Saturday, 24 December 2011

Chan Koon Cheng 曾混清

CHAN KOON CHENG 曾混清, JP

Chan Koon Cheng was born in 1869 and educated at the Government Free School. Chan Koon Cheng was born to an old Straits Chinese family, where he can trace his lineage in a direct line for eight generations. In 1671, his ancestor who first came from China and settled in Malacca was Chan Pian Long who was a Chin Su. Chan Koon Cheng's grandfather, Chan Hong Luan was a lessee of the government spirit and opium farms in Malacca. While his father Chan Eng Hock was a tapioca planter.

In 1885, Chan Koon Cheng worked with Messrs Kim Guan & Co. as a shipping and goods clerk. He was also an agent for the Blue Funnel Liners (Alfred Holts' steamer). Two years later he was promoted to assistant agent and in 1888 acting agent. In 1889 he was made manager of the company and was transferred to Kuala Lumpur. However, he remained for only 10 months and had to resign due to ill-health. In 1891 he joined the SS Sappho as Chief Clerk, but shortly four years he resigned and commenced rubber plantation in partnership with Tan Chay Yan at a 60 acres land in Bukit Lintang (Kandang and Ayer Molek). In 1897 he planted 40 acres on his own estate at Bukit Duyong. Being established himself into plantation business, Chan Koon Cheng was also a manager for Messrs Guan Hup & Co, a post he held since 1895 until relinquished in 1900. In 1901, he commenced in planting 3,000 acres at Kemendor, Bukit Senggeh, Selandar, Kesang and Rim, and known as Kesang-Rim Rubber &Tapioca Estate and by the year 1906 he had the whole estate planted with tapioca and interplanted with rubber. By that time, he was a famous tapioca and rubber planter in Malacca. However, the estate was sold shortly afterwards.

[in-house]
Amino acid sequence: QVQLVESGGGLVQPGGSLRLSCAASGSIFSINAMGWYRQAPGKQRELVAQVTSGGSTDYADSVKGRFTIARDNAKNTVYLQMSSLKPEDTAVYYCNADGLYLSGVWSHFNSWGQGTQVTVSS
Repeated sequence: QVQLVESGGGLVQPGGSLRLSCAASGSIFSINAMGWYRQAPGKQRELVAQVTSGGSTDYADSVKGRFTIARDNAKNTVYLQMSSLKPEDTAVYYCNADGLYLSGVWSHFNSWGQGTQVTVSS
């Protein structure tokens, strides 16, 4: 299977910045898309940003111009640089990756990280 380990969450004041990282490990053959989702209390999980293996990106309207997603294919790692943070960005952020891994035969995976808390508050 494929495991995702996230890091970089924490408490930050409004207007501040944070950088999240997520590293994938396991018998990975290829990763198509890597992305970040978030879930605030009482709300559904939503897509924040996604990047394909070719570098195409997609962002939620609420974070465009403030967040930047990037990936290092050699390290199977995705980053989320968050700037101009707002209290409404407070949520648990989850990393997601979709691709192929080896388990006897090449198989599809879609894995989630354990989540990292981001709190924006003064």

Chan Koong Cheng had considerable houses and lands in Singapore, Selangor, Ngeri Sembilan and Malacca. He had five sons, three daughters and one adopted son. His sons were Chan Soo Chin, Chan Soo Khim, Chan Soo Ann and Chan Soo What, daughters were Chan Eak Jin, Chan Eak Hin and Chan Eak Sheng, and his adopted son was Yep Chiang Hoe (died in 1935). His only brother, Chan Koon Chiang lived at 137 Jonker Street died on 4 November 1908 at the age of 43 years. Chan Koon Cheng was a Municipal Commissioner in 1905 and Justice of Peace in 1906. He was a trustee of the Pulok Samah Burial Ground, a Visiting Justice of Malacca Prisons and a Licensing Justice under the Liquors Ordinance 1907. In 1911 Chan Koon Cheng was appointed to become the Adviser to the Malacca Plantations Limited. In 1912, together with E Kong Guan, Tan Chay Yan, Chan Cheng Siew and others they proposed the establishment of the Chinese Chamber of Commerce for Malacca and subsequently Chan Koon Cheng was elected as the President. He died on 26 October 1912 at the Paul Krudger Lodge, Klebang Besar, Malacca at the age of 44 years. In order to honour Chan Koon Cheng’s contributions, a bridge (1908) and road were named after him. His beautiful mansion was located at Wolferstan Road, Malacca.

5 comments:

  1. Dear Mr Eugene Khoo, thank you for creating this interesting blog featuring the history of prominent Chinese in Malaya & Singapore.